Maybe you could partner up with an arcade or something. If you are on the east or west coast you could go for a coffee house, but that doesn't work too well here in the Midwest.
By Mark Asher on Tuesday, April 17, 2001 - 12:28 am:
Here's another log for the fire -- close to where I live there's a coffee house, and they have about 8 PCs set up that they rent for $10 for 2 hours. They PCs are almost always busy, and you know what game people play? EverQuest. Not only do people play, but there's usually several people huddled around the PC, kibitzing. It's not unusual for people sitting at PCs next to one another to be playing on the same server and grouping. They seem to have a lot of fun being able to talk to one another as they play.
By XtienMurawski on Tuesday, April 17, 2001 - 05:09 am:
Monkey in the wrench: In reading through Supertanker's breakdown of the finances I started to wonder how people are charged for crash-time. Would you have to pro-rate their time if there is a crash, and then a reboot, or installation problems? Or is there simply a "no responsibility/caveat emptor" clause when they sign on?
How do they handle this in all-knowing Korea?
By Lando on Tuesday, April 17, 2001 - 08:49 am:
I don't think I could charge people for crash time--hot spare, anyone? Keep the customer happy, and he'll tell a few people, piss him off and he'll tell the world.
Kevin, thanks for the comments! I'd certainly not jeopardize an entire business to save a few bucks on software. Besides, pirates piss me off. They are the reason the damn games have to sell for $50 in the first place.
Let's say for arguments sake that you do have 6 people waiting for a turn at the filled pcs. What about a couple of 35" TVs with a Dreamcast and/or PS2 with a couple of comfy couches? TV's are pretty cheap and the consoles are not too bad, finding used games should bring the cost down even more. After visiting a nice big arcade in Dallas, the games left me unimpressed. Maybe the difficulty was set too high or something. I'd much rather sit down with a PC or console game anyday than fight with an arcade machine. (I can't find a Galaga machine to save my life).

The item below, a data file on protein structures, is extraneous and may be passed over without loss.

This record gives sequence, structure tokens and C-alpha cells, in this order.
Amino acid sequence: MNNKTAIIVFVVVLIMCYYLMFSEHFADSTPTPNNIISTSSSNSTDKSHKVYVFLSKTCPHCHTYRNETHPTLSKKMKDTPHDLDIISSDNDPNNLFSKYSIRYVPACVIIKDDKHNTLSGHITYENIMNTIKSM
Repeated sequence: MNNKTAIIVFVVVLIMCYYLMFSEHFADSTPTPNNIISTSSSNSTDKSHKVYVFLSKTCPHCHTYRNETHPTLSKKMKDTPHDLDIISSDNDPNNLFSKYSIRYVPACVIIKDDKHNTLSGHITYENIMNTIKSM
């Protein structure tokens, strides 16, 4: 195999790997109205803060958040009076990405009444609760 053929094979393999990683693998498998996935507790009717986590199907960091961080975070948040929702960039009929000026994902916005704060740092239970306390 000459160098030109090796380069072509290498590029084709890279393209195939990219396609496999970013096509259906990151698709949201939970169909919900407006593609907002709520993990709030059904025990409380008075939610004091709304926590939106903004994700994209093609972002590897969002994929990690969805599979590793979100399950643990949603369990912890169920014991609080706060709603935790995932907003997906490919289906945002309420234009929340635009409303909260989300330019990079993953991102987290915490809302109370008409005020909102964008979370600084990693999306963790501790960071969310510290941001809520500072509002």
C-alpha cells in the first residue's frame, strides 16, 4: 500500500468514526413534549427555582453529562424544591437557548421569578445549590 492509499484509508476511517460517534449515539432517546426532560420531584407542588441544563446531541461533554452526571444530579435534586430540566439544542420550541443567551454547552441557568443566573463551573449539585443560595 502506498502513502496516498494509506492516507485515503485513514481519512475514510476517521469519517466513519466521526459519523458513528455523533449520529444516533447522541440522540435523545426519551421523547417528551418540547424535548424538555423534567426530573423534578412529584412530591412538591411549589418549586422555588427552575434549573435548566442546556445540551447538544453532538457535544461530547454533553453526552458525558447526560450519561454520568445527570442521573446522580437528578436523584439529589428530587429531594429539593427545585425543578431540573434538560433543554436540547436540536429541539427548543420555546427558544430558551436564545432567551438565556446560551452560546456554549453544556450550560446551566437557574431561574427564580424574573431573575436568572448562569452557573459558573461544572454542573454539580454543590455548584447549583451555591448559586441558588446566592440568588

By Michael Murphy (Murph) on Tuesday, April 17, 2001 - 09:15 am:
Yeah, I second that motion. Perhaps have a movie playing, tables set up for pen and paper RPGs or (God forbid) doing homework. Ideally, you would monitor stuff like this, too. If you see that you consistenly have five people waiting, perhaps you should go and start renting five more computers.
My wife and I discussed this last night, and she's actually all in favor of it. (Her exact words, at one point, were "You're gonna play games one way or the other; you might as well make some money doing it!") It didn't hurt my case that I opened with "Hey, honey, I thought of a way that you could quit your job and we could still pay the bills!" She loved that. She even agreed that working there wouldn't seem like work, and she would work there when I couldn't. And if we were there together, it wouldn't cut into "our time."
So, we're discussing specifics, now. Location, name, timeframe for startup, etc. Eight months from now, there might just be such a place...
By Lando on Tuesday, April 17, 2001 - 09:19 am:
Excellent, Murph! Keep us posted. I'm going to talk to my wife about it again tonight.
BTW where are you located?
By Michael Murphy (Murph) on Tuesday, April 17, 2001 - 09:44 am:
Naturally, I will.
We're just outside Tulsa, OK. If everything goes accoring to my wife's plan, though, there will be one in a city near you soon!
By Lando on Tuesday, April 17, 2001 - 09:53 am:
Tulsa isn't that far....when you are up and running, I'll come visit the place.
By Michael Murphy (Murph) on Tuesday, April 17, 2001 - 10:09 am:
Yeah, it's just a couple of hours, and we'd be sure and give you some free time.
Like I said, my wife wants to (eventually) open one in every city in the world, I think. She's convinced that this is the way to go.
There are several other suburbs of Tulsa that we could probably open these, and make some money. In five years or so, we could concievably have four to six different locations. It doesn't take much profit per location, at that point, to live comfortably. If we found out that there were a market in Oklahoma City...I'd quit my job.